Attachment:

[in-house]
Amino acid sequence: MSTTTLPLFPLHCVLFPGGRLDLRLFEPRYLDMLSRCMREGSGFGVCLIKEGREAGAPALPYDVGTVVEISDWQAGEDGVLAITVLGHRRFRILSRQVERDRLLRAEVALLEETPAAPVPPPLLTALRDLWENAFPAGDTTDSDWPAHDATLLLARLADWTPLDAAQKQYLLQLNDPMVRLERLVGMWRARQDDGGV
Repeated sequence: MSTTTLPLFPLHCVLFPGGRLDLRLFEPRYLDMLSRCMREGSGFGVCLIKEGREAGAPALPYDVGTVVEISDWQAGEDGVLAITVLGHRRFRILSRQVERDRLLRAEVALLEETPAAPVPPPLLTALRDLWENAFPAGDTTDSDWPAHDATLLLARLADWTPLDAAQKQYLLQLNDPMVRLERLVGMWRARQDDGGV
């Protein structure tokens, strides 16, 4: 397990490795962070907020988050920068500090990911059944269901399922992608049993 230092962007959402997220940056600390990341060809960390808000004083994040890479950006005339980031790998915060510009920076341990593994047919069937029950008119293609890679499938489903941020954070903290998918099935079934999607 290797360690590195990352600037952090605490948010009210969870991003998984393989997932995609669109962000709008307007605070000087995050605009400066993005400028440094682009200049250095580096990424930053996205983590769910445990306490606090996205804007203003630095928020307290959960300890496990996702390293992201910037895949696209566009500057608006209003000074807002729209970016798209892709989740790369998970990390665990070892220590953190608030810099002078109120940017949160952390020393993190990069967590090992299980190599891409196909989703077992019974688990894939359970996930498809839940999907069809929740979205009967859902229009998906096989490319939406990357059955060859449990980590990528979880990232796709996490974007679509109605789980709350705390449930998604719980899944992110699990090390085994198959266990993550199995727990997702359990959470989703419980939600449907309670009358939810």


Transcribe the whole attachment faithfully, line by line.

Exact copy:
[in-house]
Amino acid sequence: MSTTTLPLFPLHCVLFPGGRLDLRLFEPRYLDMLSRCMREGSGFGVCLIKEGREAGAPALPYDVGTVVEISDWQAGEDGVLAITVLGHRRFRILSRQVERDRLLRAEVALLEETPAAPVPPPLLTALRDLWENAFPAGDTTDSDWPAHDATLLLARLADWTPLDAAQKQYLLQLNDPMVRLERLVGMWRARQDDGGV
Repeated sequence: MSTTTLPLFPLHCVLFPGGRLDLRLFEPRYLDMLSRCMREGSGFGVCLIKEGREAGAPALPYDVGTVVEISDWQAGEDGVLAITVLGHRRFRILSRQVERDRLLRAEVALLEETPAAPVPPPLLTALRDLWENAFPAGDTTDSDWPAHDATLLLARLADWTPLDAAQKQYLLQLNDPMVRLERLVGMWRARQDDGGV
């Protein structure tokens, strides 16, 4: 397990490795962070907020988050920068500090990911059944269901399922992608049993 230092962007959402997220940056600390990341060809960390808000004083994040890479950006005339980031790998915060510009920076341990593994047919069937029950008119293609890679499938489903941020954070903290998918099935079934999607 290797360690590195990352600037952090605490948010009210969870991003998984393989997932995609669109962000709008307007605070000087995050605009400066993005400028440094682009200049250095580096990424930053996205983590769910445990306490606090996205804007203003630095928020307290959960300890496990996702390293992201910037895949696209566009500057608006209003000074807002729209970016798209892709989740790369998970990390665990070892220590953190608030810099002078109120940017949160952390020393993190990069967590090992299980190599891409196909989703077992019974688990894939359970996930498809839940999907069809929740979205009967859902229009998906096989490319939406990357059955060859449990980590990528979880990232796709996490974007679509109605789980709350705390449930998604719980899944992110699990090390085994198959266990993550199995727990997702359990959470989703419980939600449907309670009358939810």